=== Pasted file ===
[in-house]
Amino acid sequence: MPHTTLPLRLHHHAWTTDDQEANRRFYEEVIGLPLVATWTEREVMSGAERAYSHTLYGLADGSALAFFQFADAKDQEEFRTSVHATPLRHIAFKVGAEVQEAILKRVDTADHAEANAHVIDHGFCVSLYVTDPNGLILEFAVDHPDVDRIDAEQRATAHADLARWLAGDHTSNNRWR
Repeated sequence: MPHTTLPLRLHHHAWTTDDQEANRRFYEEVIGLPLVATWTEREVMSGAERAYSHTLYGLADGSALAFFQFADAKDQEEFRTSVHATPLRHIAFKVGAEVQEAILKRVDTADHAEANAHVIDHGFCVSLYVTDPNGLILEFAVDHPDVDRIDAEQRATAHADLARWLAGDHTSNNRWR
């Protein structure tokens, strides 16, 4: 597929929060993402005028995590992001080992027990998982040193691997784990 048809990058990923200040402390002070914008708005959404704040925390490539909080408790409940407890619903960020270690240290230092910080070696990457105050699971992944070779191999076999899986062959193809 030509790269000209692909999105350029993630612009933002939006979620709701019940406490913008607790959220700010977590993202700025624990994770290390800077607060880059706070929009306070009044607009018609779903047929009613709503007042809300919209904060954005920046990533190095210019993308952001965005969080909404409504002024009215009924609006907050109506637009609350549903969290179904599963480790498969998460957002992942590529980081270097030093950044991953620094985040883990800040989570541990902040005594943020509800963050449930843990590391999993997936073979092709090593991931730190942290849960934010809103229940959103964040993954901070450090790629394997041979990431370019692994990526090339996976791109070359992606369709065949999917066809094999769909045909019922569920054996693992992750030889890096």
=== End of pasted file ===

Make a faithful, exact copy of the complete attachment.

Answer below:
[in-house]
Amino acid sequence: MPHTTLPLRLHHHAWTTDDQEANRRFYEEVIGLPLVATWTEREVMSGAERAYSHTLYGLADGSALAFFQFADAKDQEEFRTSVHATPLRHIAFKVGAEVQEAILKRVDTADHAEANAHVIDHGFCVSLYVTDPNGLILEFAVDHPDVDRIDAEQRATAHADLARWLAGDHTSNNRWR
Repeated sequence: MPHTTLPLRLHHHAWTTDDQEANRRFYEEVIGLPLVATWTEREVMSGAERAYSHTLYGLADGSALAFFQFADAKDQEEFRTSVHATPLRHIAFKVGAEVQEAILKRVDTADHAEANAHVIDHGFCVSLYVTDPNGLILEFAVDHPDVDRIDAEQRATAHADLARWLAGDHTSNNRWR
């Protein structure tokens, strides 16, 4: 597929929060993402005028995590992001080992027990998982040193691997784990 048809990058990923200040402390002070914008708005959404704040925390490539909080408790409940407890619903960020270690240290230092910080070696990457105050699971992944070779191999076999899986062959193809 030509790269000209692909999105350029993630612009933002939006979620709701019940406490913008607790959220700010977590993202700025624990994770290390800077607060880059706070929009306070009044607009018609779903047929009613709503007042809300919209904060954005920046990533190095210019993308952001965005969080909404409504002024009215009924609006907050109506637009609350549903969290179904599963480790498969998460957002992942590529980081270097030093950044991953620094985040883990800040989570541990902040005594943020509800963050449930843990590391999993997936073979092709090593991931730190942290849960934010809103229940959103964040993954901070450090790629394997041979990431370019692994990526090339996976791109070359992606369709065949999917066809094999769909045909019922569920054996693992992750030889890096």